Layers brings the familiar feature from other design apps to whiteboards with the addition of privacy. Owners of the whiteboard can now better organize content, and mark things up without disturbing them, while keeping sensitive information hidden.
Idea #4

Question Prompts

Question prompts enables researchers to create simple, structured activities within a whiteboard that are tied to elements on the board, giving participants an easier handle on a whiteboard's complex interface.


With our new set of ideas in hand, we began designing wireframes for testing. Rather than building out prototypes over a longer period of time, then having isolated testing periods, we adopted a more lean UX approach where we tested each prototype weekly, regardless of where it was in development. This process afforded us two distinct benefits:

  1. We were able to respond to participant feedback immediately and make larger conceptual pivots while the prototypes were still "hot."
  2. We we able to elicit a gradient of feedback for our prototypes from more conceptual when they were lower fidelity to usability when they became high fidelity.

🔄 Lean UX Process N=9

Every week for a month we scheduled 2-3 30 minute feedback sessions with UX practitioners (7 in industry and 2 MSHCI students). During these short sessions we had participants evaluate a subset of our tools by interacting with them on Figma and sharing their thoughts aloud as they did so.

Early prototypes were little more than concept wireframes with accompanying descriptions and barely any interactions.

At this stage we mainly gathered concept feedback, asking participants if they saw value in the idea, to recall (or imagine) situations where an idea would have been helpful, and to provide feedback on how the idea could be further realized.

Results from early on lead to larger swings in development. For instance, early feedback suggested that breakout boards while potentially helpful in certain circumstances, was too niche a problem and too slight a solution to warrant continued development.

As the ideas developed, the prototypes became more elaborate with multiple interaction flows and the feedback we sought became more focused on granular details and usability.

You'll notice in the images that we're relying more on a fake parking ticket scenario to give our users some context as they interact with the prototype.


After a month of prototyping with users, we took 2 more weeks to re-review feedback and prepare "final" prototypes that could be evaluated by our peers.

📋 Task-based Usability Evaluation N=5

To evaluate overall usability we conducted task-based assessments for each of our features, using a think-aloud protocol, with five of our peers in the MS-HCI program. We also included in our evaluations an A/B test for our layers feature to assess visual design variations for communicating note privacy and layer position.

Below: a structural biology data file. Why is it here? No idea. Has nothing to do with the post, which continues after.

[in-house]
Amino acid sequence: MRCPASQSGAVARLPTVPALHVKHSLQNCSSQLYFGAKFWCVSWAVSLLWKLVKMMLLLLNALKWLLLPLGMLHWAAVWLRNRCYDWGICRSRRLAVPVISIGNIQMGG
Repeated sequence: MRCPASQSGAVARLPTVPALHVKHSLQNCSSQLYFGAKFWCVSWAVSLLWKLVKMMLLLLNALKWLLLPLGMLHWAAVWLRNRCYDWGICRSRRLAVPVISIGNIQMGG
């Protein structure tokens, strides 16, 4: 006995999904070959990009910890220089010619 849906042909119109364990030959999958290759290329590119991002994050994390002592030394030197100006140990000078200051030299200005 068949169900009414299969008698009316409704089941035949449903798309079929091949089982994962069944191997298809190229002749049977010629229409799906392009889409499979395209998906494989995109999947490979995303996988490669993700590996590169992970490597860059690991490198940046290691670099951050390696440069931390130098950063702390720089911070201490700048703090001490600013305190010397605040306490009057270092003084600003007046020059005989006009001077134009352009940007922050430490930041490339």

Evaluation results for Evidence Collection
Evaluation results for Evidence Collection

We organized the results in Figjam according to feature and flow, and rated notes according to severity from 0-4. Severity ratings were assigned by team members and determined based on considerations such as the centrality of an identified problem to the overall functionality of the system, how many users identified a given problem, and the feasibility of solving the problem.

Select issues identified with Evidence Collection
Select issues identified with Evidence Collection

Overall impressions were positive, with participants expressing enthusiasm towards the ideas, but of course, there were still issues that needed addressing. In the interest of brevity, I'll just describe some of the more severe problems we identified in Evidence Collection. Here you you can see that users had problems identifying icons at a glance and several participants noted readability issues with our text.

💌 Responding to Feedback

We had some time before our final presentation, so we decided to respond to some of the feedback we received. We couldn't get to everything, but using our results, we triaged the more pernicious issues and a few lower priority "quick wins."

These changes can be seen in the demo videos and interactive prototype here.


📏 Limitations

My greatest regret and likely the biggest limitation in this project is that we never constructed a fully functional prototype that we could test in a more realistic setting. While our prototype robustly captures the UI flow of each concept and adequately demonstrates what our toolset does, it doesn’t let us evaluate how it actually changes the process of a participatory design session and indeed if it does improve anything.

We may have received positive feedback about the concepts and even had participants imagining concrete situations where the features would be helpful, but these data aren’t full confirmation.

🚀 Future Directions

I believe that there's much more work to be done here. My dream for the future participatory design is one where the barriers between UX professionals and the users they're trying to help are as low as possible.

Much like a physical room where design and design research occur, these digital tools are providing designers with a means of collaborating in a shared space, of bringing end-users into participatory design practices, of housing various design artifacts in a single, persisting place. As work increasingly becomes physically disbursed and remote, these tools allow design work to occur across greater distances.

They also improve the access of end-users to design spaces by removing physical barriers and making participation more convenient. I view this “design room” metaphor for whiteboarding tools as being rich in design opportunities for expanding the functionality of these spaces.